Senate GOP faces retirement brain drain

Senate Republicans are facing a brain drain as some of the caucus’s biggest dealmakers prepare to head for the exits. 

Sen. Roy BluntRoy Dean BluntEight Republicans join Democrats to confirm head of DOJ environmental division The Hill's Morning Report - Will Schumer back down on his deadline? GOP fumes over Schumer hardball strategy MORE’s (R-Mo.) announcement this week that he will not run for reelection is the latest blow for the GOP’s governing wing of the Senate, a coalition of policy wonks and bipartisan-minded institutionalists who have been at the center of the biggest legislative accomplishments. 

Though the membership of Congress is always in flux — a third of the Senate is up every two years and the full House every two — the turnover amongst some of the most successful GOP negotiators is particularly acute. 

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“There’s a lot of experience, a lot of knowledge leaving. ... It's a loss of a lot of institutional memory,” said Sen. John CornynJohn CornynBiden officials pledge to confront cybersecurity challenges head-on Eight Republicans join Democrats to confirm head of DOJ environmental division Federal officials abroad are unprotected — in a world of increasing volatility MORE (R-Texas), an adviser to Senate Minority Leader Mitch McConnellAddison (Mitch) Mitchell McConnellHouse to resume mask mandate after new CDC guidance Five takeaways from a bracing day of Jan. 6 testimony McCarthy, McConnell say they didn't watch Jan. 6 hearing MORE (R-Ky.).

In addition to Blunt, Sens. Richard ShelbyRichard Craig ShelbyOvernight Defense: Senators reach billion deal on emergency Capitol security bill | House panel looks to help military sexual assault survivors | US increases airstrikes to help Afghan forces fight Taliban On The Money: Schumer, Warren call on Biden to extend student loan pause | IMF estimates 6 percent global growth this year Senators reach billion deal on emergency Capitol security bill MORE (R-Ala.), Rob PortmanRobert (Rob) Jones PortmanBiden, Sinema meet as infrastructure talks hit rough patch Feehery: It's time for Senate Republicans to play hardball on infrastructure The Hill's Morning Report - Presented by Facebook - Crunch time for bipartisan plan; first Jan. 6 hearing today MORE (R-Ohio), Pat ToomeyPatrick (Pat) Joseph ToomeyBlack women look to build upon gains in coming elections Watch live: GOP senators present new infrastructure proposal Sasse rebuked by Nebraska Republican Party over impeachment vote MORE (R-Pa.) and Richard BurrRichard Mauze BurrBipartisan group says it's still on track after setback on Senate floor Bipartisan group to issue 'promising' statement on infrastructure path forward First responders shouldn't have to tackle tigers MORE (R-N.C.) are all expected to retire at the end of 2022.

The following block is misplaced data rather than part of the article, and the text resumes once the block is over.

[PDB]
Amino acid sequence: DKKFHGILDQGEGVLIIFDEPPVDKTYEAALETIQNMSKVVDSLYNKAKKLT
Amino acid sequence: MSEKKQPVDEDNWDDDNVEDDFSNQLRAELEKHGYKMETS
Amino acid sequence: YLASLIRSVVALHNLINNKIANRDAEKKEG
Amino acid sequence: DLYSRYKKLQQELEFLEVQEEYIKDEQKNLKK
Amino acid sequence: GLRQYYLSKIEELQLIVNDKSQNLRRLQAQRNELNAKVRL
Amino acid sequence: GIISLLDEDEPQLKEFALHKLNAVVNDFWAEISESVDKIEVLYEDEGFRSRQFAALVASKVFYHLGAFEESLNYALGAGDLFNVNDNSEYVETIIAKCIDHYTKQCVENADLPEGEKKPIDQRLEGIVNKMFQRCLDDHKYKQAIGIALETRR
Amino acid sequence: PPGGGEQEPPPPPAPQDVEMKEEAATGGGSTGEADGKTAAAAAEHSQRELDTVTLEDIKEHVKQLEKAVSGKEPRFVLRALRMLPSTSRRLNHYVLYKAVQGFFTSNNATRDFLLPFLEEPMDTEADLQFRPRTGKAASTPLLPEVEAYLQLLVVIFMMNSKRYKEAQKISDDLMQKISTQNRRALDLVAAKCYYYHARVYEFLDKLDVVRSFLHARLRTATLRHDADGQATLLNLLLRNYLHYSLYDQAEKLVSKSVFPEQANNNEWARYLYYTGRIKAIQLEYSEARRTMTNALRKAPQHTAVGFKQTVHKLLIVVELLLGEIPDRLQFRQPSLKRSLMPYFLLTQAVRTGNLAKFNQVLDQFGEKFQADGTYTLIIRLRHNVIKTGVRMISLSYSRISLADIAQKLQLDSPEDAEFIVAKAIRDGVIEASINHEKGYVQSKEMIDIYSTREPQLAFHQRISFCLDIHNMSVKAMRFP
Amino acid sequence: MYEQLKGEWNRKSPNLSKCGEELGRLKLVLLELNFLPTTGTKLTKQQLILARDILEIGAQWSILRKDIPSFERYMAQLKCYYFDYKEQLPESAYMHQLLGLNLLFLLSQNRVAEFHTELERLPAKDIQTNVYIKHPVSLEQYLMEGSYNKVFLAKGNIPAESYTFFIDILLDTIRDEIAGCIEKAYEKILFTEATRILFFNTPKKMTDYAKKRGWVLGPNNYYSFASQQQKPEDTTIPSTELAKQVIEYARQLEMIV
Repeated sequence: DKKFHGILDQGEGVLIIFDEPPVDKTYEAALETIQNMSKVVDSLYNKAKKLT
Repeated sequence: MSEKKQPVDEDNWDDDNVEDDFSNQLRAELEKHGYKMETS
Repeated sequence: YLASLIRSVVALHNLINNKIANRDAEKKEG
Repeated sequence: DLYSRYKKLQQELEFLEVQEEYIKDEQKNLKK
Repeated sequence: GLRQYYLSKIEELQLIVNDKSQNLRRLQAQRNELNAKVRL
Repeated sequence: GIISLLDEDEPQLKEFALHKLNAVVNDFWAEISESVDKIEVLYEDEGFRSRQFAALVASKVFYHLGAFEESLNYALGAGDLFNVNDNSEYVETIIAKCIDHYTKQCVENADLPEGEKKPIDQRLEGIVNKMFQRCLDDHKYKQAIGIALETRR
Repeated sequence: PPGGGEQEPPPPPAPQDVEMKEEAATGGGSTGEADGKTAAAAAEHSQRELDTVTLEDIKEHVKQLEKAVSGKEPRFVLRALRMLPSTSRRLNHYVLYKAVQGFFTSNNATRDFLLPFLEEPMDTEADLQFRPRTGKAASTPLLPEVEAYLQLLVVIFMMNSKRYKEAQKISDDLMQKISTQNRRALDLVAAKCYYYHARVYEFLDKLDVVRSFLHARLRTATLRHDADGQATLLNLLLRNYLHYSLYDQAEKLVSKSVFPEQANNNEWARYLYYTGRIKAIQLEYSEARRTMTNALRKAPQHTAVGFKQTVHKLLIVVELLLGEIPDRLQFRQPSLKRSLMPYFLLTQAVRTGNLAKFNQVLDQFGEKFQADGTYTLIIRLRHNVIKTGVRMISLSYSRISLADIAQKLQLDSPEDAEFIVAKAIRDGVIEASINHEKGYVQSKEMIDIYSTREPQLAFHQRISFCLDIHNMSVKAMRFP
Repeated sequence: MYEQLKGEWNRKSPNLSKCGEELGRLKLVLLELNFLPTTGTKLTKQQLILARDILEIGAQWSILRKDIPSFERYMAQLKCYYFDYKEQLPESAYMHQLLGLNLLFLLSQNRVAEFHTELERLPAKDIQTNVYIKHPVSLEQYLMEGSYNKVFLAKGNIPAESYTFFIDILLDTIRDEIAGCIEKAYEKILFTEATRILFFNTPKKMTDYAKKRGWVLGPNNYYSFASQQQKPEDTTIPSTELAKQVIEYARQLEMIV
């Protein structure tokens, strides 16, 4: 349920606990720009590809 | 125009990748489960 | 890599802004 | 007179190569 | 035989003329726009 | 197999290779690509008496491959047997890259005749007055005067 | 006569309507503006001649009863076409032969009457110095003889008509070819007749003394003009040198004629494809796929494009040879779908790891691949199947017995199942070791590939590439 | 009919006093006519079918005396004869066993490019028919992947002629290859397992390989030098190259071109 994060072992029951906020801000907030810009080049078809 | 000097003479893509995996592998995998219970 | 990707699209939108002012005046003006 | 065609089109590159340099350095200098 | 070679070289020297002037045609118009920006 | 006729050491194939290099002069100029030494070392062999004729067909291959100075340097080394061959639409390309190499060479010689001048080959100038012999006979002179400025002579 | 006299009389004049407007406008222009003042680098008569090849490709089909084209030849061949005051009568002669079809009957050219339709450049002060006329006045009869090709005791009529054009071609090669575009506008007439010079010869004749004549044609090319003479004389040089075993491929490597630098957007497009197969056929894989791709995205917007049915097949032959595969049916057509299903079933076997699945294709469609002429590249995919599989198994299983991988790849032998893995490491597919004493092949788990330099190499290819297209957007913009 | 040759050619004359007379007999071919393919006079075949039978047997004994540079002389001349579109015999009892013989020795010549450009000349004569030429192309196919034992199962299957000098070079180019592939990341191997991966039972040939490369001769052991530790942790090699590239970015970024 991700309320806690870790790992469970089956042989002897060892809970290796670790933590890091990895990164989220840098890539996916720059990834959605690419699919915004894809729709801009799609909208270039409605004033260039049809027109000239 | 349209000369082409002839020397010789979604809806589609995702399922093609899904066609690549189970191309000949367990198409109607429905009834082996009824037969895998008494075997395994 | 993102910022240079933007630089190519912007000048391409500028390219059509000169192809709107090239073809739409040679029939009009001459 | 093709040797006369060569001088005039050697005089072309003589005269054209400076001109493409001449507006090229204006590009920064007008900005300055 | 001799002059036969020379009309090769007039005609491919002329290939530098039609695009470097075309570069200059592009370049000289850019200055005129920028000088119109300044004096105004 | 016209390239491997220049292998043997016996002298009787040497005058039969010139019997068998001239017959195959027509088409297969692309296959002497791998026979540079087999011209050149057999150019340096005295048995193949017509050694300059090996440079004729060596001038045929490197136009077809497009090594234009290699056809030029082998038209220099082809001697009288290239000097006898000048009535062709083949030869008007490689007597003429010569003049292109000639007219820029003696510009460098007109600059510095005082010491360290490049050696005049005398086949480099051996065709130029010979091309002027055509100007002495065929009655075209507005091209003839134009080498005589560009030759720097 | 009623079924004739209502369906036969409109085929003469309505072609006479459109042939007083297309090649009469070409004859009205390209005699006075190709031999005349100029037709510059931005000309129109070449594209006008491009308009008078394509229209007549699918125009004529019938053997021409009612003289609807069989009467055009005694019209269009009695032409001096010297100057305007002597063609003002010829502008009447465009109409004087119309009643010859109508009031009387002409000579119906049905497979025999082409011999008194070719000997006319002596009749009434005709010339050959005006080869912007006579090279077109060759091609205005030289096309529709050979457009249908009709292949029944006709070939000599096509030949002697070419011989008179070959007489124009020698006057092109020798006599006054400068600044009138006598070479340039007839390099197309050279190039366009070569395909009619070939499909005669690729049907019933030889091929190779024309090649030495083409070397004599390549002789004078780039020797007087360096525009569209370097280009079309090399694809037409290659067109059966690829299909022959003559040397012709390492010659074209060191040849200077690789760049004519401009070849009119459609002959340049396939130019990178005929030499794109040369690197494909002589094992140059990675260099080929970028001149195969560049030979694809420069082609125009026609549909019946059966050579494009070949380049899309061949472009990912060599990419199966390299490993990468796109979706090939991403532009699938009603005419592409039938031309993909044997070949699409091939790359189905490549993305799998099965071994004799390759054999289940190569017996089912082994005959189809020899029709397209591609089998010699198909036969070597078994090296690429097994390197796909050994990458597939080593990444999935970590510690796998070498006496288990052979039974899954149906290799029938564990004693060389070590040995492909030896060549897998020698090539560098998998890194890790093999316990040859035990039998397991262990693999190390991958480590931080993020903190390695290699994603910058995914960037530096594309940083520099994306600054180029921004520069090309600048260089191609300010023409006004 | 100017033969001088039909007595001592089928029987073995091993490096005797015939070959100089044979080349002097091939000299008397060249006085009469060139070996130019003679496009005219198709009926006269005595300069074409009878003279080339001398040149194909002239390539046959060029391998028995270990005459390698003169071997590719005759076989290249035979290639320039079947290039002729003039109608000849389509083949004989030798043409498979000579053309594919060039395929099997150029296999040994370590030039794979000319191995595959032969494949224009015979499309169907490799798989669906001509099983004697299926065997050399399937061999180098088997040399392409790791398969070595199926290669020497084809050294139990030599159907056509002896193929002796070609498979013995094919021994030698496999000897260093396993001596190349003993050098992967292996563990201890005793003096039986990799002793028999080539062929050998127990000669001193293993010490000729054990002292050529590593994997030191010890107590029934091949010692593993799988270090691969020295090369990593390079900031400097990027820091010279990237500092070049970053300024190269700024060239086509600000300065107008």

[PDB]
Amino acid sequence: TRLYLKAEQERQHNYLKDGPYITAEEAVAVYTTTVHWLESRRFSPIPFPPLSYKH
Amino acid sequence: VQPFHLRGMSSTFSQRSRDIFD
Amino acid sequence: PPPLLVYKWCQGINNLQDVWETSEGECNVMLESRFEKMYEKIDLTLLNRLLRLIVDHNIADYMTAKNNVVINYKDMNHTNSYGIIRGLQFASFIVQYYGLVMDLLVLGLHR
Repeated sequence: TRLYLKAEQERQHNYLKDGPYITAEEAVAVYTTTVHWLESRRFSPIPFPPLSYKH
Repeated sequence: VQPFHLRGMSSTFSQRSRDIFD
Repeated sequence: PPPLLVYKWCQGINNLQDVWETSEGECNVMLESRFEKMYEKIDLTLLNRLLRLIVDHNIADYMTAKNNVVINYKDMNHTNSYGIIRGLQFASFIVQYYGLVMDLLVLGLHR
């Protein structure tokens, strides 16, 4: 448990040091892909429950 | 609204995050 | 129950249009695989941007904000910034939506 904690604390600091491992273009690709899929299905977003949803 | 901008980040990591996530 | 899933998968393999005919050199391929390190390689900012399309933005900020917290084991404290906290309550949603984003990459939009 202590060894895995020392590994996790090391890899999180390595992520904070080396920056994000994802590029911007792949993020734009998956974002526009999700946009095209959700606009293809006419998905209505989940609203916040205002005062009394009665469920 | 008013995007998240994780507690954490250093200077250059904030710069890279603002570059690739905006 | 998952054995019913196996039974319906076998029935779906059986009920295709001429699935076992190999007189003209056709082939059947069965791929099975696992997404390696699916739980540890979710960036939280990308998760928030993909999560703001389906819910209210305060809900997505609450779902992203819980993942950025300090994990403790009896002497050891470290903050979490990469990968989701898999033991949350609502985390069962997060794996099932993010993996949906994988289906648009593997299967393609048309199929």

Each holds a top GOP committee spot. Blunt and Shelby, in particular, are known for their ability to craft deals; Portman and Toomey are well versed in policy and Burr has earned the respect of Democrats for his work as Intelligence Committee chairman. 

Other GOP senators seen as dealmakers have also left the Senate in recent years. 

Former Sens. Lamar AlexanderLamar AlexanderAuthorities link ex-Tennessee governor to killing of Jimmy Hoffa associate The Republicans' deep dive into nativism Senate GOP faces retirement brain drain MORE (R-Tenn.) and Pat RobertsCharles (Pat) Patrick RobertsBob Dole, Pat Roberts endorse Kansas AG Derek Schmidt for governor Ex-Sen. Cory Gardner joins lobbying firm Senate GOP faces retirement brain drain MORE (R-Kan.) — two GOP chairmen with big bipartisan accomplishments — retired at the end of 2020. Former Sen. Johnny IsaksonJohnny IsaksonCritical race theory becomes focus of midterms Former Georgia ethics official to challenge McBath Loeffler meets with McConnell amid speculation of another Senate run MORE (R-Ga.) stepped down in 2019 due to health reasons. 

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The end of 2018 saw the departure of former Sens. Orrin HatchOrrin Grant HatchDrug prices are declining amid inflation fears The national action imperative to achieve 30 by 30 Financial market transactions should not be taxed or restricted MORE (R-Utah), then the chairman of the Finance Committee; Bob CorkerRobert (Bob) Phillips CorkerCheney set to be face of anti-Trump GOP How leaving Afghanistan cancels our post-9/11 use of force The unflappable Liz Cheney: Why Trump Republicans have struggled to crush her  MORE (R-Tenn.), then the chairman of the Foreign Relations Committee; and Jeff FlakeJeffrey (Jeff) Lane FlakeBiden nominates former Sen. Tom Udall as New Zealand ambassador Biden to nominate Jane Hartley as UK ambassador: report The Hill's Morning Report - Presented by Goldman Sachs - Voting rights will be on '22, '24 ballots MORE (R-Ariz.), a conservative who was willing to buck his party. Former Sen. John McCainJohn Sidney McCainMeghan McCain on Pelosi, McCarthy fight: 'I think they're all bad' Democrats seek to counter GOP attacks on gas prices Biden nominates Jeff Flake as ambassador to Turkey MORE (R-Ariz.) died in 2018. 

Asked about the trail of departures, Sen. Lisa MurkowskiLisa Ann MurkowskiEight Republicans join Democrats to confirm head of DOJ environmental division Manchin grills Haaland over Biden oil and gas moratorium The Hill's Morning Report - Presented by Facebook - Crunch time for bipartisan plan; first Jan. 6 hearing today MORE (R-Alaska) interjected “all of the institutionalists?” 

“I think about just the years of legislating that they have brought to these discussions, it’s going to be a real loss. A loss for the institution really,” Murkowski said. 

“Over the years, Congress has changed and we’ve seen different leaders rise, perform and leave. … But it just seems like, it seems like, we're losing so much of that substantive tenure in a very short period,” she added.